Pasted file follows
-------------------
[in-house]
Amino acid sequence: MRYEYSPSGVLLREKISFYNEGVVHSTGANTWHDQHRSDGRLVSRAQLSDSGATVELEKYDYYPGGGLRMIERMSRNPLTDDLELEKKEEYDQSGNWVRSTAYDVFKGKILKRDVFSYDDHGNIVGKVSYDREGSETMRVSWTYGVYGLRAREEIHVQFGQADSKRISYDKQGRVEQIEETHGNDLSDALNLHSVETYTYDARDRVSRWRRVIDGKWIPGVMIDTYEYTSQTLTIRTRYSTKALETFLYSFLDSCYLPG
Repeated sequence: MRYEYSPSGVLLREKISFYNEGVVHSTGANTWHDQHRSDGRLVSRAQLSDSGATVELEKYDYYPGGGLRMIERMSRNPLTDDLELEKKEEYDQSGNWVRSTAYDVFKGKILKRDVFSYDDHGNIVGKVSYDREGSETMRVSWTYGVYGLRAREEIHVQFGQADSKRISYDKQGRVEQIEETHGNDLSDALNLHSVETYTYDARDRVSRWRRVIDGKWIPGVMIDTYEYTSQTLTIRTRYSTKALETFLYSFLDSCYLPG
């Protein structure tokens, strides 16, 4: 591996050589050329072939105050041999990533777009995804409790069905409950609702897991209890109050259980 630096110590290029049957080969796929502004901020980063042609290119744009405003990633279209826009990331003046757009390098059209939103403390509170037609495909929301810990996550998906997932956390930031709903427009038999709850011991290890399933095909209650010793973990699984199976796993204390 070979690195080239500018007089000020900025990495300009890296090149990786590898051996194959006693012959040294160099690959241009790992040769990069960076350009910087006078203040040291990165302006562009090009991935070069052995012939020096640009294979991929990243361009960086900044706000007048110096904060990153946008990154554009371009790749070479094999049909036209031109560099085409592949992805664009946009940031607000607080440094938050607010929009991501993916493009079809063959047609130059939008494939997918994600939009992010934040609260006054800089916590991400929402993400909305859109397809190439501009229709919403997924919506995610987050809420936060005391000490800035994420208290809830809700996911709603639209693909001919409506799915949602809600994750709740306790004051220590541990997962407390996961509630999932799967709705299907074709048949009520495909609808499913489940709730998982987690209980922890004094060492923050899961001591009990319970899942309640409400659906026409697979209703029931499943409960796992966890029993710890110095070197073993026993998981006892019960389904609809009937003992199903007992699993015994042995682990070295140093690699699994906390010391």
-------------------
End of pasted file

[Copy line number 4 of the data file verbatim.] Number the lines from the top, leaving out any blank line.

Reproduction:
């Protein structure tokens, strides 16, 4: 591996050589050329072939105050041999990533777009995804409790069905409950609702897991209890109050259980 630096110590290029049957080969796929502004901020980063042609290119744009405003990633279209826009990331003046757009390098059209939103403390509170037609495909929301810990996550998906997932956390930031709903427009038999709850011991290890399933095909209650010793973990699984199976796993204390 070979690195080239500018007089000020900025990495300009890296090149990786590898051996194959006693012959040294160099690959241009790992040769990069960076350009910087006078203040040291990165302006562009090009991935070069052995012939020096640009294979991929990243361009960086900044706000007048110096904060990153946008990154554009371009790749070479094999049909036209031109560099085409592949992805664009946009940031607000607080440094938050607010929009991501993916493009079809063959047609130059939008494939997918994600939009992010934040609260006054800089916590991400929402993400909305859109397809190439501009229709919403997924919506995610987050809420936060005391000490800035994420208290809830809700996911709603639209693909001919409506799915949602809600994750709740306790004051220590541990997962407390996961509630999932799967709705299907074709048949009520495909609808499913489940709730998982987690209980922890004094060492923050899961001591009990319970899942309640409400659906026409697979209703029931499943409960796992966890029993710890110095070197073993026993998981006892019960389904609809009937003992199903007992699993015994042995682990070295140093690699699994906390010391």